Rich Weber co-founded Semifore in 2006 with Jamsheed Agahi. Rich has a long history of complex chip and system design at companies including Data General, Stardent, Silicon Graphics, StratumOne and Cisco Systems. He received an MS in Electrical Engineering and a BS in Computer Engineering from the University of Illinois, Urbana-Champaign. Rich’s pioneering work at Cisco formed the basis of what became the SPIRIT / Accellera SystemRDL1.0 standard in 2009. Rich is a long-standing member of the Accellera IEEE 1685 IP-XACT steering committee. He has a deep understanding of industry standards, including their limitations.
What drove you to form Semifore in 2006?
I’ve been responsible for system architecture throughout my career – things like how the hardware interacts with the operating system and embedded software. In virtually every project, I was the system architect responsible for defining the address map and how device drivers would interact with it across many different operating systems. My experience with all those projects led me to conclude that the hardware/software interface, let’s call it the HSI, was a source of significant risk in the development process.
I can recall working at Silicon Graphics on high-end graphics processors and supercomputers. Often, there would be a fire drill in our Monday morning meeting because someone changed a bit in one of the registers and all the regressions failed over the weekend. At that point, the documentation was out of synch with the design RTL and many header files were likely incorrect. Those changes were made with good intentions, but the result was always the same – chaos.
After that, I began working on high-performance networking designs at a startup. These designs had a much more complex HSI, probably a factor of ten times more complex than what I had seen at Silicon Graphics. Based on that, we decided to automate HSI generation – the RTL, design descriptions, verification files, device driver development and support for bench measurements. The HSI represented a large portion of the design, so this automation had far-reaching impact on the overall project. In those days, there was no commercially available tool to perform this automation, so roughly half the effort of the design team was dedicated to building the necessary scripts.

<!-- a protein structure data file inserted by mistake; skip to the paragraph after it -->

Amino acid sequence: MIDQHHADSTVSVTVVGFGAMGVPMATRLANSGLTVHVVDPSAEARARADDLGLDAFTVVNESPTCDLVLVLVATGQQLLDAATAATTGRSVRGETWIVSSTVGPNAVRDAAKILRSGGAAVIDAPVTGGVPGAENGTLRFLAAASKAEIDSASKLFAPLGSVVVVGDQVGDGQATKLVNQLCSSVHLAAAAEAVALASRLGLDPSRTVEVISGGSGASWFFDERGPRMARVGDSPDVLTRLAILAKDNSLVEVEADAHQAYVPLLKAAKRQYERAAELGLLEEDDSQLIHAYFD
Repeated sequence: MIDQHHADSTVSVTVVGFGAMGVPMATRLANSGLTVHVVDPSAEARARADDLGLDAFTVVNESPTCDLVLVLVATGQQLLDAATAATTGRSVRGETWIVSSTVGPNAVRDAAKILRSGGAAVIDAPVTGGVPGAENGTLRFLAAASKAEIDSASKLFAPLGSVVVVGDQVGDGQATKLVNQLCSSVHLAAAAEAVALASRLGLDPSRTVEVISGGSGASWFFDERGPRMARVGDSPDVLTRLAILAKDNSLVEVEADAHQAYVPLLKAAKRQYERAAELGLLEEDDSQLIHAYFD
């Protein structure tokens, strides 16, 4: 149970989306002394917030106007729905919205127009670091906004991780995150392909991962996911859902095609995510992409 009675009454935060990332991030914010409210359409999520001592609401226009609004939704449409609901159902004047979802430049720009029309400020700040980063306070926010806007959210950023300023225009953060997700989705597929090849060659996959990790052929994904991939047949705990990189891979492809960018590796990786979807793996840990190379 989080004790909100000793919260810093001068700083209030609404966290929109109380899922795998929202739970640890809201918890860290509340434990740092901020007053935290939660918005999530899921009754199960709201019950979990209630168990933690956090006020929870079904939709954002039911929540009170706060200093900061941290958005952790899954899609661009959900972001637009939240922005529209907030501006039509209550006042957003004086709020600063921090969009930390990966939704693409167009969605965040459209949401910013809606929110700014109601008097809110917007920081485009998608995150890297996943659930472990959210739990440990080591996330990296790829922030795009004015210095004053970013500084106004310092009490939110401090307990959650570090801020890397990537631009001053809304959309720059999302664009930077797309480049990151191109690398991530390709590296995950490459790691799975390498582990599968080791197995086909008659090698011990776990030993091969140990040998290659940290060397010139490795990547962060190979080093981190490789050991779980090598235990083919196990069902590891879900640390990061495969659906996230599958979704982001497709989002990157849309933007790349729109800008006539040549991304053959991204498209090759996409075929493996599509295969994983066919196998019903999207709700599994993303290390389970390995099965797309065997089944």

This company was quite successful and ultimately bought by Cisco. Now, as part of Cisco, the networking designs we were working on became much larger. In those days, Cisco had a specific focus on engineering best practices to reduce re-spins and time-to-market for its complex ASICs. Since Cisco was the result of many acquisitions, there was a need to converge the design methodology at an enterprise level. As part of that effort, I championed the need for an automated system to guide the implementation of the HSI. This part of the design had clearly become much too large and complex to be done either manually or with ad-hoc scripts and spreadsheets.
A project to address this automation was created. While the work had a positive impact on the design projects at Cisco, I saw an opportunity to do so much more. Handling complex designs with large register counts is virtually impossible without sophisticated automation. I knew I could build such a system that would scale efficiently for the largest designs. Without such a system it is very likely there would be missed deadlines, late tape-outs and hidden bugs in the field. In fact, studies have shown that one out of seven chips are re-spun due to a problem with the HSI. So, I left Cisco and formed Semifore.
Tell us about Semifore, what is the impact of their products on chip design?
Advanced semiconductor designs have many components, including multi-core architectures, programmable peripherals and purpose-built accelerators. These design elements require a pathway for embedded software to communicate with them. This is the HSI and it forms the foundation for the entire design project. Building an HSI that is correct and reliable puts demands on many parts of the design team. Beyond building an accurate, robust register map, the validation of the interface needs to be complete, and all supporting information also needs to be complete since the software team will build device drivers and high-level firmware from these specifications.